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J Dairy Sci. 2013 May;96(5):3075-84. doi: 10.3168/jds.2012-6045. Epub 2013 Mar 15.

The effect of an exogenous amylase on performance and total-tract digestibility in lactating dairy cows fed a high-byproduct diet.

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  • 1Department of Animal and Food Sciences, University of Delaware, Newark 19716, USA.

Abstract

The objective of this experiment was to determine the performance and digestibility response of lactating dairy cows fed a reduced-starch diet containing a commercial amylase product. Treatments consisted of a normal-starch total mixed ration (NS-), a reduced-starch total mixed ration (RS-), and a reduced-starch total mixed ration with exogenous amylase (RS+) added to the concentrate. Treatments were assigned according to a replicated 3 × 3 Latin square design with 28-d periods. Twenty-three cows completed the study. Starch concentrations in NS-, RS-, and RS+ total mixed rations were 27.7, 23.5, and 22.7%, respectively. Effects of treatment on intake, milk production, milk composition, and total-tract apparent nutrient digestibility were evaluated during the last week of each period. Effects of amylase on in vitro starch digestibility of the NS- and RS- grain mixes were also measured. We hypothesized that the reduction in dietary starch in the RS- ration would decrease diet digestibility and limit milk production compared with NS- due to a decrease in available energy, and that RS+ would alleviate some of this decrease by increasing nutrient digestibility. Contrary to this hypothesis, the RS- diet did not affect intake or milk production relative to the NS- diet, except for increased milk urea nitrogen and a tendency for a decrease in milk protein yield. This lack of response is attributed to both low milk fat concentrations across treatments and greater than predicted dietary energy content preventing the energy deficit that was intended to occur with the reduced-starch rations. Cows fed the RS+ ration had the lowest production performance, with reduced milk, fat-corrected milk, protein, and lactose yields relative to cows fed NS-. Cows fed RS+ also had reduced lactose yield and tended to have reduced milk and fat-corrected milk relative to cows fed RS-. Despite the negative effects of the RS+ treatment on performance, exogenous amylase did increase both in vitro and in vivo measurements of digestibility. Although amylase increased nutrient digestibility, this did not translate into improved milk performance, likely due to the relatively high energy content of experimental diets compared with cow requirements.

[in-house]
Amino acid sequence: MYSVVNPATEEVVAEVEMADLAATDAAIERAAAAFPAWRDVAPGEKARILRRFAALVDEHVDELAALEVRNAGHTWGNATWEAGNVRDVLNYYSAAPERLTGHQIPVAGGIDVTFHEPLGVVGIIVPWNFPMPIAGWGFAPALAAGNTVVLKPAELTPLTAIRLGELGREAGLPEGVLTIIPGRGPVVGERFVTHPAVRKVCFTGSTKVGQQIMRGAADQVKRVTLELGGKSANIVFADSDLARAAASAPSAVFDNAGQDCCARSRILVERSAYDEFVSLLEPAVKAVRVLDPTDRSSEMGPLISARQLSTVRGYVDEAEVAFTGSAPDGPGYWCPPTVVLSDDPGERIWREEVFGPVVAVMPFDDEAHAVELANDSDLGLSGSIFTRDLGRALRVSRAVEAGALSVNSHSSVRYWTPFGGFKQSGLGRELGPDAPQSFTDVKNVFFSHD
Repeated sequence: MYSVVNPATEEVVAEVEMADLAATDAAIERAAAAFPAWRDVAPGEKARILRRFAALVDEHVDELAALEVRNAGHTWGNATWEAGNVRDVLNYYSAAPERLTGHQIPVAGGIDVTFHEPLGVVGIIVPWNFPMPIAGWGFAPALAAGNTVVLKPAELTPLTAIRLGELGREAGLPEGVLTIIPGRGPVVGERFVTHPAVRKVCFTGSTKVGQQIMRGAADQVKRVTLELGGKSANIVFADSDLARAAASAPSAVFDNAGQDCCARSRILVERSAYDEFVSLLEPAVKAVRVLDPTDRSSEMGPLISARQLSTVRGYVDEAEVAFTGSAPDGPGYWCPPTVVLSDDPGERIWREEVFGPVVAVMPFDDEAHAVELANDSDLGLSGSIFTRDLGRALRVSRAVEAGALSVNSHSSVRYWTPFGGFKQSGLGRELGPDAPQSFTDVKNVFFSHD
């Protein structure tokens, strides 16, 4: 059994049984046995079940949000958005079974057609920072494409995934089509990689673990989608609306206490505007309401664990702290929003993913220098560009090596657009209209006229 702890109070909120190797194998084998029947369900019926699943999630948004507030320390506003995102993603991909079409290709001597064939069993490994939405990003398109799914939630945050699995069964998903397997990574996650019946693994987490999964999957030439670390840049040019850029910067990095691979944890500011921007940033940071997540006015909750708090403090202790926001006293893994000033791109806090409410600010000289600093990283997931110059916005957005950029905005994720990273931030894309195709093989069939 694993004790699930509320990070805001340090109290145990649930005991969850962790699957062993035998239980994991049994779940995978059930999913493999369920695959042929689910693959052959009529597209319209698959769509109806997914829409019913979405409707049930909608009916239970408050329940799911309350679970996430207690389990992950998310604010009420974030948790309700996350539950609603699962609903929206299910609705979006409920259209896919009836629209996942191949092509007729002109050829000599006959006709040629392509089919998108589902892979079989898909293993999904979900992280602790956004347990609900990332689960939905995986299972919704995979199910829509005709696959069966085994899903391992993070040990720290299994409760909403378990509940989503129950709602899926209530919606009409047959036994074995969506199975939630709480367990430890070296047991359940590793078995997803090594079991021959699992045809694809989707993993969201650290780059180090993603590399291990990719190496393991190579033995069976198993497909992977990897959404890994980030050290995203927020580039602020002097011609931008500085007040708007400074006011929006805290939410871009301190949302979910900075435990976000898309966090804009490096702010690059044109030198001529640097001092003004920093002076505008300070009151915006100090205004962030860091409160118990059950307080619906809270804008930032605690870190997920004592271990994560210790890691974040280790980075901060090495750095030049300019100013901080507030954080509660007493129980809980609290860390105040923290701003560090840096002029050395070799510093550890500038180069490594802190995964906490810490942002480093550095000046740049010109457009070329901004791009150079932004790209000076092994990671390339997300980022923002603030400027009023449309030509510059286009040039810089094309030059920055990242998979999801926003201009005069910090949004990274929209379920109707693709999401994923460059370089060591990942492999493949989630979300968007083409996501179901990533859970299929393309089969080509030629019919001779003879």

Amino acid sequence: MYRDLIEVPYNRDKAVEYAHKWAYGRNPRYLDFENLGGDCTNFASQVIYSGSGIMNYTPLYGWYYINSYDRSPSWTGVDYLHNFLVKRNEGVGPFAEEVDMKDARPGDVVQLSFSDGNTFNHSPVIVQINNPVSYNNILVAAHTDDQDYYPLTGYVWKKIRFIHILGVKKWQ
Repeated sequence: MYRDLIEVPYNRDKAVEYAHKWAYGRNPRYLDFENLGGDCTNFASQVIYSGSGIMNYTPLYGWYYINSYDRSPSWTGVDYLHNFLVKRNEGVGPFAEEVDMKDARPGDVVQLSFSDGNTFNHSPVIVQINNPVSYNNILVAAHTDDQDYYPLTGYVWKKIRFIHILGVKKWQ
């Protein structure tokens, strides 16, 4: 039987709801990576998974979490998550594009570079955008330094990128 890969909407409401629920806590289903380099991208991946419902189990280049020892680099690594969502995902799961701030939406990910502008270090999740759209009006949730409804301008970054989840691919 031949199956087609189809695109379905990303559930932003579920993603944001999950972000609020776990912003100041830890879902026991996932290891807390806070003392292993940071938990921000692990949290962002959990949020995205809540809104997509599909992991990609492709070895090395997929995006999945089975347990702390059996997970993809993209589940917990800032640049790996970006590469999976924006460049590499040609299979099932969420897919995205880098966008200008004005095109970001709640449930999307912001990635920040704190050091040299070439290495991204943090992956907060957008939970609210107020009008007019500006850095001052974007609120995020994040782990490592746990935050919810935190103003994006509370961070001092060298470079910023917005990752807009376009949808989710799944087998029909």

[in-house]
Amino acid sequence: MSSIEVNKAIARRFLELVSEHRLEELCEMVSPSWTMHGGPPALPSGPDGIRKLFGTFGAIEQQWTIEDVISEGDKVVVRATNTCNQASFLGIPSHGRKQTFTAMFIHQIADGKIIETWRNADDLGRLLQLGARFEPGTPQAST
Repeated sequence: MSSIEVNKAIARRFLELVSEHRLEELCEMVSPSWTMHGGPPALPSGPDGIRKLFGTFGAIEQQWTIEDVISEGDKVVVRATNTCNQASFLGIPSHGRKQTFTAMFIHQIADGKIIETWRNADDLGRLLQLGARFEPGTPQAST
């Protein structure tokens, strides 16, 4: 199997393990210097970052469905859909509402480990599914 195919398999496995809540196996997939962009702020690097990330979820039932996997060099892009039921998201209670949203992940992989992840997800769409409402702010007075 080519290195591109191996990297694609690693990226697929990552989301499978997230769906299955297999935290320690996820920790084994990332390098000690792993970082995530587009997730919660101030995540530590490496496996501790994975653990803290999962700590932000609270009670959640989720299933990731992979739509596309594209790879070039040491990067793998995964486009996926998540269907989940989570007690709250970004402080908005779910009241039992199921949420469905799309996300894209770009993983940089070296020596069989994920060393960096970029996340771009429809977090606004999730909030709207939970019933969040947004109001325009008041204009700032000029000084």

Copyright © 2013 American Dairy Science Association. Published by Elsevier Inc. All rights reserved.

PMID:
23498022
[PubMed - indexed for MEDLINE]
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